- Place of origin:
- Materials and Techniques:
Gold, malachite, micromosaic
- Credit Line:
The Rosalinde and Arthur Gilbert Collection on loan to the Victoria and Albert Museum, London
- Museum number:
- Gallery location:
This snuffbox bears a number of markings which contradict each other, making it difficult to date this piece. Stylistically the work of the goldsmith would appear to date to about 1830. The earlier markings, that are not in agreement with this dating, would suggest that this box has been altered over the years. That this box has been modified is also evident when examining the micromosaic that adorns the cover. It is relatively rare to find mythological scenes depicted in micromosaic, and those that do exist tend to date from around 1820, the date put forward for this example. The frame that surrounds the micromosaic is of a different design to the one decorating the box, and does not have rounded corners. These details are further evidence that this micromosaic was probably added at a later date.
Micromosaics have their roots in the larger mosaics of ancient Rome used to decorate their walls and floors. The first micromosaics were created in the 18th century, but it was not until Arthur Gilbert himself became interested in collecting them and invented the term 'micromosaics' that they became known as such. The tesserae are minute pieces cut from thin pieces of glass known as smalti filati, and some of the finest micomosaics can consist of as many as 5,000 tesserae per square inch (ca. 3 by 3cm). By the late 18th century Rome had become central to the production of micromosaics and sold them as souvenirs to wealthy foreigners visiting the city. From small elegant snuffboxes to large monumental tabletops, micromosaics could be used to decorate objects of all shapes and sizes. They could even be made to resemble full-sized canvas paintings, and indeed Arthur Gilbert himself mistook his very first micromosaic for a painting. When he brought it home to show his wife, he had to convince her that it was not in fact a cracked painting, as she supposed, but a mosaic.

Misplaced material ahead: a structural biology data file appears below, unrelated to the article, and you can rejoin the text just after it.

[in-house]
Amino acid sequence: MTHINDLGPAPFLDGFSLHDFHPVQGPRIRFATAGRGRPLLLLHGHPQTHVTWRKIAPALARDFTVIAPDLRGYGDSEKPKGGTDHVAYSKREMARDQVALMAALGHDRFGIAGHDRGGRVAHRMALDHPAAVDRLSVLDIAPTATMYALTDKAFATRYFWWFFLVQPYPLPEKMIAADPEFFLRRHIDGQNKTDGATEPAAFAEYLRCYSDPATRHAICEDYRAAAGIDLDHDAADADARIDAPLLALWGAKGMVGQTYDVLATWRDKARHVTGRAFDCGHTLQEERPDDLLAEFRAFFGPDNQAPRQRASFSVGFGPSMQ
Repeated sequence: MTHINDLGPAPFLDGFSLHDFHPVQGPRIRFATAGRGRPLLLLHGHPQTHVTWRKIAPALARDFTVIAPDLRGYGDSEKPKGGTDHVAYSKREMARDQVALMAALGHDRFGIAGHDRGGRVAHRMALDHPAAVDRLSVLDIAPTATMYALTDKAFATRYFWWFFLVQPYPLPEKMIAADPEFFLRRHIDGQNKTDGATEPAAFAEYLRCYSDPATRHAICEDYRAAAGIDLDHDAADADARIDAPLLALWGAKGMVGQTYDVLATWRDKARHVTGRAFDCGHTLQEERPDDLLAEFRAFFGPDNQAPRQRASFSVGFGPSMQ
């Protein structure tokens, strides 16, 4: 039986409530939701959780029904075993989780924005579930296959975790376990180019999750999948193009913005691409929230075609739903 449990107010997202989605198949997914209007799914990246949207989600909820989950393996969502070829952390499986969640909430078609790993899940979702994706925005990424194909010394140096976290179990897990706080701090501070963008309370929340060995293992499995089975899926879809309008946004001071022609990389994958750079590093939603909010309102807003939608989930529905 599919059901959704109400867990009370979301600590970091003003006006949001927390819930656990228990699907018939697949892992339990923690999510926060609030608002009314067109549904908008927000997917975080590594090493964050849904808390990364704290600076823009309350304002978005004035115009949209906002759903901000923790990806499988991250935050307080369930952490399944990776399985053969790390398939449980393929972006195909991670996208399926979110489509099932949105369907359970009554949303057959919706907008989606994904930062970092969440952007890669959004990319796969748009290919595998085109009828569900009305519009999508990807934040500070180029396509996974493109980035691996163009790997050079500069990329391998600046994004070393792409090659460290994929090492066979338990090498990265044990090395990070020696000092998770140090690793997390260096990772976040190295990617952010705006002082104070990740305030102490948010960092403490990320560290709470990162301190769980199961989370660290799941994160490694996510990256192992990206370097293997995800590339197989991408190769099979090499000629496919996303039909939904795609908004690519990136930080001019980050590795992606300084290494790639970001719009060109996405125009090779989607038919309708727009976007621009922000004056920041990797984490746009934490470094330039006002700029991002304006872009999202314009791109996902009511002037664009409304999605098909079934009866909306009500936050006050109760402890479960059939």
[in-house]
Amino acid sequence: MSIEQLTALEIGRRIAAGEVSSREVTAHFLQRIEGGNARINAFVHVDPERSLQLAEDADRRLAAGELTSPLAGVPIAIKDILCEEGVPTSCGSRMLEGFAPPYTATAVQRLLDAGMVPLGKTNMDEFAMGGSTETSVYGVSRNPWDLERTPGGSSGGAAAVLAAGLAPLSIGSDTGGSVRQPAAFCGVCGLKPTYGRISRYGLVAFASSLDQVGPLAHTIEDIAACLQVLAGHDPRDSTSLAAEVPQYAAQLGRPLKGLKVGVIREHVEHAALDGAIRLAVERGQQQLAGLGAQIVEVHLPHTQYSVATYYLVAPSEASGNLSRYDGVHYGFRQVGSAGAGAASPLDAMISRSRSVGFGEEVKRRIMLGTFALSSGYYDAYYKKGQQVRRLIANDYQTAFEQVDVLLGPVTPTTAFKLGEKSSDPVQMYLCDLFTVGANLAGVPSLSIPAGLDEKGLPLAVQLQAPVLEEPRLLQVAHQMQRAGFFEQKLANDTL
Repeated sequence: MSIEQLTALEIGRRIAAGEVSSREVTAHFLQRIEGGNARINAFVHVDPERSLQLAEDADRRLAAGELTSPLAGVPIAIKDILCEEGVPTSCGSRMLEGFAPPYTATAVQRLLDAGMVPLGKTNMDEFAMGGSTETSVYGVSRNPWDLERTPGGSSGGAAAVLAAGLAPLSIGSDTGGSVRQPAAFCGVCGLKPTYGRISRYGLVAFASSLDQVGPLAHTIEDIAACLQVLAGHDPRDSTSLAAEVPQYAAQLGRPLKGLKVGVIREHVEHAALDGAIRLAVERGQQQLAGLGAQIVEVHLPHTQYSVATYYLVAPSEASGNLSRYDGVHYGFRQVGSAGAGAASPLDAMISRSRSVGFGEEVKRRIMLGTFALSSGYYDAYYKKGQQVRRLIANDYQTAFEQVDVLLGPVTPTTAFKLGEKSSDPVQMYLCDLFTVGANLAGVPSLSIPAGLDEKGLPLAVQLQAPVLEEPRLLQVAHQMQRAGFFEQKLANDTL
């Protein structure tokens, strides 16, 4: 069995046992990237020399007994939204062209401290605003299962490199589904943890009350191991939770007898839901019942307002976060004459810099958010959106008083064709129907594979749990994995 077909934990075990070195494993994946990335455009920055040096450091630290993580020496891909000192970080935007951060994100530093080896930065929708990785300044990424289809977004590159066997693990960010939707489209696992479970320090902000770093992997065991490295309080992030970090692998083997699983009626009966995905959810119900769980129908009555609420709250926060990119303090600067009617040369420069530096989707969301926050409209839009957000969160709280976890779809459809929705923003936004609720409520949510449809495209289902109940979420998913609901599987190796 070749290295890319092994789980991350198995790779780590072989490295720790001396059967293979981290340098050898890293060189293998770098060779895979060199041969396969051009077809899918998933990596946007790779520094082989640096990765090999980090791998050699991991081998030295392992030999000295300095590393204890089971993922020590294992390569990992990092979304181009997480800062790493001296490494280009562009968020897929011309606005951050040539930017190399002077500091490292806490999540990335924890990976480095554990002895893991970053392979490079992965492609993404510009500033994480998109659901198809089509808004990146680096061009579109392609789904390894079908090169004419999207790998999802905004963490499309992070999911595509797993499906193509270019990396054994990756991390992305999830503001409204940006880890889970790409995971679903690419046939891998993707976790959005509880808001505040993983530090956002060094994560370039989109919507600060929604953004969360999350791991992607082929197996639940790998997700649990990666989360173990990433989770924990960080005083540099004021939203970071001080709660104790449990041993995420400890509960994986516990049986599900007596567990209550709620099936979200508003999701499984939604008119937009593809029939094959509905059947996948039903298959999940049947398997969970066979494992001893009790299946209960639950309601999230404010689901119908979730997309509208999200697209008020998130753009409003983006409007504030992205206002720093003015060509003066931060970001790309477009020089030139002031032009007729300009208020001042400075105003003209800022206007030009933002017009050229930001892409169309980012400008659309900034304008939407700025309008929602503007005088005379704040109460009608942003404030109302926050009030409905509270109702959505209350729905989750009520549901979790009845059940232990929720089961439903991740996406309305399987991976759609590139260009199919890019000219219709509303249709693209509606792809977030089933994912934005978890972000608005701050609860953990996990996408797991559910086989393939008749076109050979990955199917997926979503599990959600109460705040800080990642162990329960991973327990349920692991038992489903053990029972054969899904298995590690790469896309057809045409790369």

Sir Arthur Gilbert and his wife Rosalinde formed one of the world's great decorative art collections, including silver, mosaics, enamelled portrait miniatures and gold boxes. Arthur Gilbert donated his extraordinary collection to Britain in 1996.
Rectangular varicoloured gold snuffbox with rounded corners and two hinged covers, one set with a malachite panel (restored), the other with a micromosaic panel depicting Athena exhorting Achilles to join battle with Troy, mounted in gold chased with foliage and flowers.
Place of Origin
Materials and Techniques
Gold, malachite, micromosaic
Marks and inscriptions
In the front and back walls:
Viennese mark apparently used for old work from 1824-66
Viennese standard mark for 20-carat gold used between 1824 and 1866
On the left bezels of both lids:
Tax mark for gold used in Vienna, 1806-07
Length: 9 cm, Width: 6 cm, Height: 2.5 cm
Object history note
Provenance: Sotheby's, Geneva, 19-20 May, 1997, lot 414.
Varicoloured gold malachite panel, micromosaic panel, Austria, ca.1830
Bibliographic References (Citation, Note/Abstract, NAL no)
Truman, Charles.The Gilbert collection of gold boxes, volume II. London: Philip Wilson Publishers Ltd., 1999, cat. no. 59, p. 94. ISBN.0856675210
Loan (Portland Art Museum 01/01/1997-31/12/1997)
The mosaic is Roman, and was made in ca.1820
Gold; Mosaic glass; Malachite (mineral)
Chasing; Micromosaic; Mounting
Flowers; Foliage; Athena; Achilles
Containers; Metalwork; Accessories